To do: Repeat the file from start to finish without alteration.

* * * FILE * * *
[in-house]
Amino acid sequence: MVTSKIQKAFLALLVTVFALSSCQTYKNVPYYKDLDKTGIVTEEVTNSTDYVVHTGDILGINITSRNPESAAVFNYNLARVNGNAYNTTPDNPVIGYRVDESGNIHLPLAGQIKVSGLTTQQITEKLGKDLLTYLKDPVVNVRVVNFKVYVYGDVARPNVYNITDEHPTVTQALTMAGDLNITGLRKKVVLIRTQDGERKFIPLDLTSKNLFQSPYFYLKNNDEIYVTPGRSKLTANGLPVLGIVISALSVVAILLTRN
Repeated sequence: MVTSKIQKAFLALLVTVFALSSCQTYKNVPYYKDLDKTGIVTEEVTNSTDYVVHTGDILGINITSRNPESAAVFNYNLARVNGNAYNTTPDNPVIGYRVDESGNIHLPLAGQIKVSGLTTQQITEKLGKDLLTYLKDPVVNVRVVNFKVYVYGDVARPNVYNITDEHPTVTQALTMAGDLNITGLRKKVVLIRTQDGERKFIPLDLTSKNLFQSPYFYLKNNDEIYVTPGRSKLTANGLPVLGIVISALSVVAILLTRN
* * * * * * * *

[in-house]
Amino acid sequence: MVTSKIQKAFLALLVTVFALSSCQTYKNVPYYKDLDKTGIVTEEVTNSTDYVVHTGDILGINITSRNPESAAVFNYNLARVNGNAYNTTPDNPVIGYRVDESGNIHLPLAGQIKVSGLTTQQITEKLGKDLLTYLKDPVVNVRVVNFKVYVYGDVARPNVYNITDEHPTVTQALTMAGDLNITGLRKKVVLIRTQDGERKFIPLDLTSKNLFQSPYFYLKNNDEIYVTPGRSKLTANGLPVLGIVISALSVVAILLTRN
Repeated sequence: MVTSKIQKAFLALLVTVFALSSCQTYKNVPYYKDLDKTGIVTEEVTNSTDYVVHTGDILGINITSRNPESAAVFNYNLARVNGNAYNTTPDNPVIGYRVDESGNIHLPLAGQIKVSGLTTQQITEKLGKDLLTYLKDPVVNVRVVNFKVYVYGDVARPNVYNITDEHPTVTQALTMAGDLNITGLRKKVVLIRTQDGERKFIPLDLTSKNLFQSPYFYLKNNDEIYVTPGRSKLTANGLPVLGIVISALSVVAILLTRN